A discussion about whether parents should be told the gender of their child prior to birth.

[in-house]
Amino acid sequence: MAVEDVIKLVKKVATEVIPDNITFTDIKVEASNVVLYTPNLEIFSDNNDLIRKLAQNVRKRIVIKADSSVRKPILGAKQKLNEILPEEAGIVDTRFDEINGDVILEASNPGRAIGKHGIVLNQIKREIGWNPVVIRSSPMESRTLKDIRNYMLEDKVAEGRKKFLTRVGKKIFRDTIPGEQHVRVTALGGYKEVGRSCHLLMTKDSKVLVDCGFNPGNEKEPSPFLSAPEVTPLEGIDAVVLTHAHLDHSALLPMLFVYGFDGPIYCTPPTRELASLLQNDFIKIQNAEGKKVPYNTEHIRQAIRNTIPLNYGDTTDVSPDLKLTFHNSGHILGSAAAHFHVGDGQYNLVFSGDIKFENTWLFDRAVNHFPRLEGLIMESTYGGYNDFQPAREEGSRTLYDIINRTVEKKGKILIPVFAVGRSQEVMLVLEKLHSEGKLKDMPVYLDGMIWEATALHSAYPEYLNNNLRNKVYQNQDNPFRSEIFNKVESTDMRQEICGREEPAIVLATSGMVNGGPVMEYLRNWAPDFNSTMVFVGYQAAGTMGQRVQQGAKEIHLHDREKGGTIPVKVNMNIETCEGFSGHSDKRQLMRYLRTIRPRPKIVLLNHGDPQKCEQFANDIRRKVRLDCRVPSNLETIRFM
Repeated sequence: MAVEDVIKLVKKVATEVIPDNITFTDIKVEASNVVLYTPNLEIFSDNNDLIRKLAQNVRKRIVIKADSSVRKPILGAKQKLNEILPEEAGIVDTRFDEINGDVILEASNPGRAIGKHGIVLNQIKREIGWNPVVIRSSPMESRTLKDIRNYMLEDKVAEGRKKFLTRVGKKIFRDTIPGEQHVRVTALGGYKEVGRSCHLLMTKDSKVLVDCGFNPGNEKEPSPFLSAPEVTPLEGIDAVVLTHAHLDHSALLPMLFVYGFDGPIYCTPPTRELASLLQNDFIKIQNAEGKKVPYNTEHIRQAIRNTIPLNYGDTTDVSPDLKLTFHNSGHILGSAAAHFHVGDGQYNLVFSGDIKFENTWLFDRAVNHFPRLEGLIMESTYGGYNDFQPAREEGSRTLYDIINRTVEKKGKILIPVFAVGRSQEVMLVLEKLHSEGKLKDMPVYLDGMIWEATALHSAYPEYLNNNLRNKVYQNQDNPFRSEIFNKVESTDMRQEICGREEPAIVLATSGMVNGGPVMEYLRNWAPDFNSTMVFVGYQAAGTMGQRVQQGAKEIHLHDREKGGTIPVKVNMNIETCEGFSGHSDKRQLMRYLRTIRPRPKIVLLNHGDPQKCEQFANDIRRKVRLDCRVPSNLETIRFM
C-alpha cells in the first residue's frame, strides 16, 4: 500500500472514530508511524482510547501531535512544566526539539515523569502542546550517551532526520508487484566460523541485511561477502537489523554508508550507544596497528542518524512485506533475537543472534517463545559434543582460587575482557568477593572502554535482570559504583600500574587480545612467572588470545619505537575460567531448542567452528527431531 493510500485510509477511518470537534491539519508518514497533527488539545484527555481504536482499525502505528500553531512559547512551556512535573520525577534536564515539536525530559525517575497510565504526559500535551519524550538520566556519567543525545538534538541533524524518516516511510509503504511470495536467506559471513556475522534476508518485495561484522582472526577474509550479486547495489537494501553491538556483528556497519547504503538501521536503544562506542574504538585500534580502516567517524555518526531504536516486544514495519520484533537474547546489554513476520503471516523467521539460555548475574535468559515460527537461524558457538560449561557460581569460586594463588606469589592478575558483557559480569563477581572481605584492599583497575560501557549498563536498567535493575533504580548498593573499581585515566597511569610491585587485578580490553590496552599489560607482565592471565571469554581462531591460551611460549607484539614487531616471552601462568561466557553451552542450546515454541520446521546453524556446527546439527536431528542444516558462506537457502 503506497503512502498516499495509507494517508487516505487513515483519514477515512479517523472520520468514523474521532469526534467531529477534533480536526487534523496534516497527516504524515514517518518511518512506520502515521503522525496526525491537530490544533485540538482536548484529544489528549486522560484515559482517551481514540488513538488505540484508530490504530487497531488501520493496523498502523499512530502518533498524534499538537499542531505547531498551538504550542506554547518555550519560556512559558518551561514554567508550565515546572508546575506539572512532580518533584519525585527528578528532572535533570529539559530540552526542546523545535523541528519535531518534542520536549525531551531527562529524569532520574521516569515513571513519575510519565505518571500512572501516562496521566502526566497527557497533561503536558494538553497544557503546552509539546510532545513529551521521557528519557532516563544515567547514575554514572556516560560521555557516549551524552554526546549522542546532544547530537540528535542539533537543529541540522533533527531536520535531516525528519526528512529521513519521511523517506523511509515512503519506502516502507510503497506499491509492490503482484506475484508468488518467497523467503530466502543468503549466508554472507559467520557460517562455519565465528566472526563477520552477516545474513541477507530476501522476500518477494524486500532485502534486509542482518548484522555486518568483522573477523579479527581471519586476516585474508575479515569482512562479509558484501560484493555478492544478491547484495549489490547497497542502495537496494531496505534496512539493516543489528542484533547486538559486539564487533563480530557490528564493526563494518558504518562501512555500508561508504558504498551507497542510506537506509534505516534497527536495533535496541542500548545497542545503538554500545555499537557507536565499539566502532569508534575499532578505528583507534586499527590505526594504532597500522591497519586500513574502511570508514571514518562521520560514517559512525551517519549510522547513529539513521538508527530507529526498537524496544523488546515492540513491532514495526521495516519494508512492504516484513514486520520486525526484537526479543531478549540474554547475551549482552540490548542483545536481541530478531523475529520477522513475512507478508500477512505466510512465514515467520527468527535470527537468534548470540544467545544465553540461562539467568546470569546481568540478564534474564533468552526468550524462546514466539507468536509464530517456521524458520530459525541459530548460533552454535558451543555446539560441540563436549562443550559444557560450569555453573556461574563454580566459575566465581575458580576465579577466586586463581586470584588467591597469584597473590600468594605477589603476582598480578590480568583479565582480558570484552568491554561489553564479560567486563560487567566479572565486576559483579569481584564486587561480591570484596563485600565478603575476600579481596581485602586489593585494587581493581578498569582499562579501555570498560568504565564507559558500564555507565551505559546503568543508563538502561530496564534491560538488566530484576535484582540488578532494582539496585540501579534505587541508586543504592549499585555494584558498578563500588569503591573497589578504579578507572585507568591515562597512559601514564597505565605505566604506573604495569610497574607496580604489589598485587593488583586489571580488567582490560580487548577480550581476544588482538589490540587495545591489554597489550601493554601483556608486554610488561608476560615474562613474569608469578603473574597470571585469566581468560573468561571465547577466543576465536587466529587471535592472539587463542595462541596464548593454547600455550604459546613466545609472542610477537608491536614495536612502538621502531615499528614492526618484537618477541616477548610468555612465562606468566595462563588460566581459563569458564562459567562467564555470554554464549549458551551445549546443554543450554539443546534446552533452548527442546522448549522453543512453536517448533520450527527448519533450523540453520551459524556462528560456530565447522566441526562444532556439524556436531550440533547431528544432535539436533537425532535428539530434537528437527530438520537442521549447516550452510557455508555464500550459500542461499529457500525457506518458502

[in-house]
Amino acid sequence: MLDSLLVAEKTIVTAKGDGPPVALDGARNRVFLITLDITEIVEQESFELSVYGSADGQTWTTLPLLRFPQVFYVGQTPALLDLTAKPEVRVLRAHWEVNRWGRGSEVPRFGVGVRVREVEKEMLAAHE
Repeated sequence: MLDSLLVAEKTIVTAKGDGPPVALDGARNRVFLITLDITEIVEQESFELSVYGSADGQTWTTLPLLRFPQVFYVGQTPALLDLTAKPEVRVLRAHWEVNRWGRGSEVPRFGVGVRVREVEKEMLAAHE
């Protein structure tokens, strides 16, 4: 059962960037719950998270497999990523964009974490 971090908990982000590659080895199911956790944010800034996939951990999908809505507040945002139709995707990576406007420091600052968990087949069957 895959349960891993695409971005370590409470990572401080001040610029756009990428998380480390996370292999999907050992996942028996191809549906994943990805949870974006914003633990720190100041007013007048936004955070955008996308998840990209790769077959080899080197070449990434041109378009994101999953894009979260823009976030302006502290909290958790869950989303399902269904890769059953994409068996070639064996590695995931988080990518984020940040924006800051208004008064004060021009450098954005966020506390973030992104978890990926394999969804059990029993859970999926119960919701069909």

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Nina Sebastiane: If like me, you're an expecting mom or even a dad to be, then at the 20 week scan, you may will be interested to find out the sex of your baby. But depending on which area you live in, the hospital might not be willing to tell you. So Dr. Ian Pollok, what do you think? I mean, should we be able to find out at that stage or not? Dr. Ian Pollok: It's a good question. Some hospitals do and some hospitals don't tell people. One of the issues is, the time spent doing it. The ultra sonographer, the person who does the test, sometimes finds it's a boy or a girl without really looking hard and to know. But sometimes they might have to spend a little time doing it. So one question is, should we pay and spend time with our staff, looking for something, because after all, if it's a boy or girl isn't really a health issue. Nina Sebastiane: No. Dr. Ian Pollok: It's a nice thing to know. But it's not a serious problem. We are looking for problems and scanning to do with, does the child have a heart problem and normal kidney, a normal brain. Nina Sebastiane: It's interesting you see because the hospital I am in for this pregnancy is different to my first child because I moved, and they wouldn't tell me and it was really frustrating because you could clearly see that the sonographer knew exactly what it was and she wasn't prepared to tell me and it was very frustrating. Especially for me in a practical sense, because lots of parents if they are having their second child, even the simple things like, I have got a bag of pink clothes at home in the loft. Can I send them to charity now can I -- do I have to hold them a bit longer. Dr. Ian Pollok: You have to remember that it's not an exact science and it will be not be a 100% right. Even a good ultrasound sonographer sometimes won't easily be able to see, it's a bit difficult scan, so it won't always be right. So sometimes the hospitals are a little bit concerned that they might get it wrong. So that's one concern. In some parts of the world, probably in some countries, having a girl or boy is quite important because some families don't want to have girls and they choose not to continue pregnancy just because it's a girl. That's obviously a worrying thing, but probably what you not see in this country. Nina Sebastiane: If that's not such an issue in this country, perhaps the time element that's spent by a sonographer doing this work. It could be paid for an extra sort of the chitty amount at the end of the scan, you won't find out, cost to your father. Dr. Ian Pollok: I think that's interesting discussion, I think most departments would like to raise more money, but obviously it shouldn't be important to have to get money from patients during the initial consultation, it's after all, it's free appointed service. I think maybe if people would explain that, we may better tell you whether that's a boy or a girl but we won't always be right, that would be one approach. But I think it's wrong to expect someone -- I think the problem is looking and spending time looking when that person could be dealing with the next patient, dealing with the next mother. Nina Sebastiane: Alright. Okay. Well, thanks for that.

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